MANHATTAN, Kan., Sept. 27 /PRNewswire-USNewswire/ -- Cattle producers soon will find that the latest tools to keep their herds healthy and the food supply safe are as close at hand as their desktop or laptop computer.
Research at Kansas State University is leading to the creation of software that will help cattle producers on two fronts. Mike Sanderson, associate professor of production medicine at K-State's College of Veterinary Medicine, is involved in research that will help producers maintain secure feedlots, as well as research that will help producers understand the impact of specific diseases.
Sanderson is one of more than 150 K-Staters active in the food safety and animal health arenas. The university has dedicated more than $70 million on related research since 1999.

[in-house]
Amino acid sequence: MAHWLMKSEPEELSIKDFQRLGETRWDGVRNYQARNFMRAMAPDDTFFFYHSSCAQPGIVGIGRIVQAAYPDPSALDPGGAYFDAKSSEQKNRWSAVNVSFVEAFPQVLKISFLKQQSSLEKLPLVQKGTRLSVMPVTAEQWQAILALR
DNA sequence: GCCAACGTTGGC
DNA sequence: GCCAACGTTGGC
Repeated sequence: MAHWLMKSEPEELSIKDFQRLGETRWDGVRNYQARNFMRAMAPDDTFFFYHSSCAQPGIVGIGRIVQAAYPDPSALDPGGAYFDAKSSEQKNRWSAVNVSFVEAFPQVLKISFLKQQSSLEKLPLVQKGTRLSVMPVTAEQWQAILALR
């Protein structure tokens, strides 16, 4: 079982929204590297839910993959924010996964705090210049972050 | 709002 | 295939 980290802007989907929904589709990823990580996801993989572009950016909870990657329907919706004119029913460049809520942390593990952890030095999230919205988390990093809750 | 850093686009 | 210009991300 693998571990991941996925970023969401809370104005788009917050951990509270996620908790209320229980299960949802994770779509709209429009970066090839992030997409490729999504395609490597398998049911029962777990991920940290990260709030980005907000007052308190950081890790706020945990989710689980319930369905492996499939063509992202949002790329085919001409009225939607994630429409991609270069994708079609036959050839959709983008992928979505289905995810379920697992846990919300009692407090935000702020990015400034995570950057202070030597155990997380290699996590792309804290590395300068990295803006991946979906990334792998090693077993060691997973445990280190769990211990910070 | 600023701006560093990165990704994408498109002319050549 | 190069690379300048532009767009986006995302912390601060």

The feed yard security project is funded by the United States Department of Agriculture and the Kansas Animal Health Department. Sanderson's research involved surveying feed yards across the state, from those with about 1,000 head of cattle to those with more than 125,000 head. The research is leading to the development of software to evaluate biosecurity and biocontainment at feed yards.
The computer program asks producers about their practices, from those that impact biosecurity -- like where they import their cattle -- to questions of biocontainment, such as sanitation and how much contact healthy and sick cattle have with one another. It also looks at physical features like lighting, fencing and what type of access is given to visitors. Sanderson said that when the research is complete, K-State will provide the assessment software to the Kansas Animal Health Department so that producers across the nation can assess their operations.
"It will identify areas of potential weakness," Sanderson said.
"Because it's difficult to do something like this and provide complete
information, we'll recommend producers consult with a veterinarian about
|SOURCE Kansas State University|
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